swain who salted and smoked it.

My breakfast dispatched, I joined my company behind a slight breastwork
on the crest of the hill, where we blazed away at the rebel stockade
with little, if any, intermission all day long. Heavy ordnance was
brought into play as well as muskets, and gave and took solid shot and
shell to our heart's content. All that day our army was hurrying up
additional heavy ordnance onto the besieging line its whole extent, and
each new piece, as it came up to its position joined its hoarse bark to
the din of all our other war dogs. Such a jolly old racket it was to be

All day long the loopholes in the rebel stockade were spitefully
spitting red fire in our faces, which fire we returned with a vengeance.
We made a good deal of noise all that day and the next with very little
execution, because both the enemy and ourselves were under cover. Some
funny things happened in those first days of the investment. When we
arrived at the rear of Vicksburg on the afternoon of the 18th a picnic
party of about thirty ladies, mostly rebel officers' wives, was
intercepted and forbidden to return to the beleaguered city. They plead
and threatened, tearfully, scornfully, impertinently, to effect their
release, but all to no purpose. They were informed that the city was
then besieged, that the lid, as it were, was on, that none could now go
in but armed men, and none could come out but prisoners. What could they
do but submit? We were 30,000 strong. They were three ciphers less. We
outnumbered them by a crushing majority. General Grant ordered them to
be quartered in a large furnished double house, which the owners had
abandoned upon our coming, and there under a safety guard they drew
their U. S. army rations from day to day during the forty-two days of
the siege and raised Ned generally. An old discordant piano happened to
be in their prison, and they pounded the poor old thing until it would
bellow like the bull of Bashon. One day General Grant and an adjutant
general rode up in front of the house, and while there upon their
horses, one of the ladies, who was promenading backward and forward
across the piazza, observing that Grant was smoking a cigar, said to
him, "Soldier, give me a cigar." "With pleasure, madam," said the
General, handing her a weed. Adjutant General Robbins, understanding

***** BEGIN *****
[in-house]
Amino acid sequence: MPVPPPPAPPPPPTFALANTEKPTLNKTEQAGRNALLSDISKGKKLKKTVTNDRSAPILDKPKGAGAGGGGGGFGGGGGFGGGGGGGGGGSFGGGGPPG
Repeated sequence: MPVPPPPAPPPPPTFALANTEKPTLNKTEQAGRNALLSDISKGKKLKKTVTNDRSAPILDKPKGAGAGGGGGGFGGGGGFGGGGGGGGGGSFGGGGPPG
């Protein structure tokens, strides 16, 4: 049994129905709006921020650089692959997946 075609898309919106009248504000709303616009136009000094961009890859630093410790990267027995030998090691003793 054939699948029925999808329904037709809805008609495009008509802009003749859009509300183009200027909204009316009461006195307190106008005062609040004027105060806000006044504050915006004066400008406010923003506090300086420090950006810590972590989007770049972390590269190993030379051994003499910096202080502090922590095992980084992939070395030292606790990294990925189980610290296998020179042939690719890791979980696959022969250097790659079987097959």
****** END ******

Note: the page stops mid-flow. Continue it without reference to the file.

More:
that the little lady was wholly unacquainted with the name or rank of
the distinguished individual whom she was so flippantly addressing,
said: "Madam, allow me to make you acquainted with General Grant, of the
United States army." The poor frightened woman turned pale, stared
wildly at the General, dropped her cigar, and fled inside the house. As
the officers rode away, about thirty noses were flattened against the
windows as those beautiful captives peered fearfully out to catch a
glance of that terrible General whom the south feared most "of all."

When the Waterhouse battery was throwing an occasional shot or shell
against the stockade trying to effect a breach in it, a voice behind the
enemy's works would call out at every shot, "A little more to the
right," or "A little more to the left," as the case might be, evidently
trying to make light of our shooting. The battery officer thought he
pretty nearly located the owner of the voice, and trained his gun for
the next shot upon that point. After firing for several seconds nothing
was heard, and just as we had about made up our minds the derisive cuss
was killed he yelled, "For God's sake cease firing." He had evidently
had a close call.

On the night of May 21st we were informed that tomorrow morning we would
again assault the works by the engagement of the whole line. It was
arranged for the assault to take place at precisely 10 o'clock on the
morning of the 22nd. So determined was Grant to have the attack by the
various corps simultaneous that he had all of the corps commanders'
watches set by his own.